Madura's veterinarian, Dr. Donop, testified that Madura brought Hope in for an examination in September of 2005 after the dog showed signs of having a bladder problem. He stated that Hope presented as “a happy dog” who was overweight and had “seborrhea or greasy skin, kind of thin-haired greasy skin,” which he suspected was the result of hypothyroidism. He testified that when he first examined Hope, he performed an ultrasound examination, which is done for all “urine-tract-prone animals,” and that he found no bladder stones at that point. After problems continued for several weeks, Donop took x-rays, revealing two “larger than golf-ball-sized stones” that he had not previously detected. Donop was permitted to testify, over Augillard's objection, that the size of the bladder stones indicated that the condition should have been diagnosed earlier because “you aren't going to grow these sized rocks in a week's time.” He further stated that he believed Hope's glandular condition was due to her hypothyroidism, which also causes a dog to have a “strong” odor.
Donop was asked on cross-examination whether the dog's skin condition could have been exacerbated by stress, and he testified that stress could increase both the severity of the skin condition and the growth of bladder stones.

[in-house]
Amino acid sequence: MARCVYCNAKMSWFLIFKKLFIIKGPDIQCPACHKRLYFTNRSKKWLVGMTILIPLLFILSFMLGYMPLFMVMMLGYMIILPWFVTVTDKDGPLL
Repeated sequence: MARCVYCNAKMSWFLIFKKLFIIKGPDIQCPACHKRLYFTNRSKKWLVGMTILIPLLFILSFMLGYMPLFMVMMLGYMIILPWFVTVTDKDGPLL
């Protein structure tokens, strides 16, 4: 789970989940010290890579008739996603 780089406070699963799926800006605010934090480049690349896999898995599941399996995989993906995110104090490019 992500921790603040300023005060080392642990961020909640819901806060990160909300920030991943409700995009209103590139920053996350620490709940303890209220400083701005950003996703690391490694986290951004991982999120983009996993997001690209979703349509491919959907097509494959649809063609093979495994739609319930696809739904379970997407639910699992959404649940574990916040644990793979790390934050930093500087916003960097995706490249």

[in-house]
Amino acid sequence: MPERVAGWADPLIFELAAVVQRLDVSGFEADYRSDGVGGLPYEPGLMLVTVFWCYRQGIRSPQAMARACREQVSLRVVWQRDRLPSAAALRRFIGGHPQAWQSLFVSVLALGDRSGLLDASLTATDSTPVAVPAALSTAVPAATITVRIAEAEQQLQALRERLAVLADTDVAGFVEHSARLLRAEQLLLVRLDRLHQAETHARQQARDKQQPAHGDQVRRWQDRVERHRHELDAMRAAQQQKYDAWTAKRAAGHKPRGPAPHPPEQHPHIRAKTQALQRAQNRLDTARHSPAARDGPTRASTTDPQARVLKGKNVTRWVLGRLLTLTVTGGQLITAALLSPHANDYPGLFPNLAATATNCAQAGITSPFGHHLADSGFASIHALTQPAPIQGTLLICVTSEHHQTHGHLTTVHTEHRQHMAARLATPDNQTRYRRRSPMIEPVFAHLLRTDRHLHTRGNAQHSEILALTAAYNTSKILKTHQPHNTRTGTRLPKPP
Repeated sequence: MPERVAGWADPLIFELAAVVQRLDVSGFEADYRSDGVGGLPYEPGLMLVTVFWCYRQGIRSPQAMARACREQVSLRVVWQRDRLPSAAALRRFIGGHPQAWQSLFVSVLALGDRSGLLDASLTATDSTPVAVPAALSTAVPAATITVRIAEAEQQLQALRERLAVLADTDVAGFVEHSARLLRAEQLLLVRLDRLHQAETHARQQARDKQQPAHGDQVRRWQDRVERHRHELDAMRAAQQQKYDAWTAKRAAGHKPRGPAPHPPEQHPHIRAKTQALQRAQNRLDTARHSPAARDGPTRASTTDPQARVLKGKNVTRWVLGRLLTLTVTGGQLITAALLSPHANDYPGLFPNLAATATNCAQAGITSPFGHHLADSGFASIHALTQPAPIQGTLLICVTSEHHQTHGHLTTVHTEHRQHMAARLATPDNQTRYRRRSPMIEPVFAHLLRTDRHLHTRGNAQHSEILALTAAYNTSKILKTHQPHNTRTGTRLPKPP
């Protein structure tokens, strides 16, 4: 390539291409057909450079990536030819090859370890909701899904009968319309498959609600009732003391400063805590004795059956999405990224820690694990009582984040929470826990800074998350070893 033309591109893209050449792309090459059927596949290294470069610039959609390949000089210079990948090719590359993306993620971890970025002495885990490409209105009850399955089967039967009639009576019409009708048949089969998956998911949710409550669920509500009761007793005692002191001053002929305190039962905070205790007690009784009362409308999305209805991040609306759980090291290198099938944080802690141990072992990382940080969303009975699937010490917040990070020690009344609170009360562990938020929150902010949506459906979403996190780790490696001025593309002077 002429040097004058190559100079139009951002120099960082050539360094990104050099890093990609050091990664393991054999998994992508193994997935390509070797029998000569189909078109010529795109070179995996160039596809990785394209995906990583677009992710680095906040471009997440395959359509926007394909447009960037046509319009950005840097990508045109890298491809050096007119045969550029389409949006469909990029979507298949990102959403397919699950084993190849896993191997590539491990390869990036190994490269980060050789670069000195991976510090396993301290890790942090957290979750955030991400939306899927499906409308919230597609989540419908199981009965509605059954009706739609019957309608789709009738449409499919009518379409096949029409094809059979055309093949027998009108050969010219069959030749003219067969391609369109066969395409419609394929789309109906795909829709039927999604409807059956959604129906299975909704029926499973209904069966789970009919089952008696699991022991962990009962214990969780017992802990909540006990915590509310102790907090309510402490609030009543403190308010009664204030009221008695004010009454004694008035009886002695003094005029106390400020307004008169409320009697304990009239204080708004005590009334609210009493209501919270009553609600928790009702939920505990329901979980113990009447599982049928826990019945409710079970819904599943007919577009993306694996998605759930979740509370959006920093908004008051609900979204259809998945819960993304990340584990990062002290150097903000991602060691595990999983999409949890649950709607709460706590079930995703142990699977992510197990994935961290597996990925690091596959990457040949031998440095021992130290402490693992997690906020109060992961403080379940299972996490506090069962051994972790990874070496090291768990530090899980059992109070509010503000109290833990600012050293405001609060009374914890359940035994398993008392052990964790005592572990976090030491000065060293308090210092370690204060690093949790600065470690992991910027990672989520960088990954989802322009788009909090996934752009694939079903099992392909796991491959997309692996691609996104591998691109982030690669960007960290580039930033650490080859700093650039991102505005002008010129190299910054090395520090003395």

In addition to the testimony comparing Jazz's and Hope's medical conditions, Augillard also called Dr. Joy Halverson, an expert in the field of DNA analysis and the director of QuestGen Forensic Laboratory.7 Halverson testified concerning two DNA tests that she performed in this case. In the first analysis, which was admitted into evidence, Halverson compared DNA material from Hope with DNA extracted from one of Jazz's dog brushes.8 According to Halverson, the test showed a complete match at all seventeen DNA markers with a likelihood ratio exceeding one trillion, meaning that “it is a trillion times more likely that the samples match because they came from the same dog” than because the samples “came from different dogs and match by chance.” 9
Halverson testified that the second test, which was conducted a month later, compared Hope's mitochondrial DNA to the mitochondrial DNA taken from Madison, a cocker spaniel born to the same mother as Jazz.10 The results showed that Hope and Madison have the same mitochondrial type, which occurs when two dogs are maternal relatives, and that Hope and Madison could therefore have the same mother. Halverson testified that her lab's database contains a fairly diverse number of mitochondrial types for cocker spaniels and that, given the vast extent to which cocker spaniels have been bred in the United States, mitochondrial types among the cocker spaniel breed are more diverse than among other breeds. She further stated that the mitochondrial type shared by Hope and Madison is not shared by any of the other cocker spaniels in the database.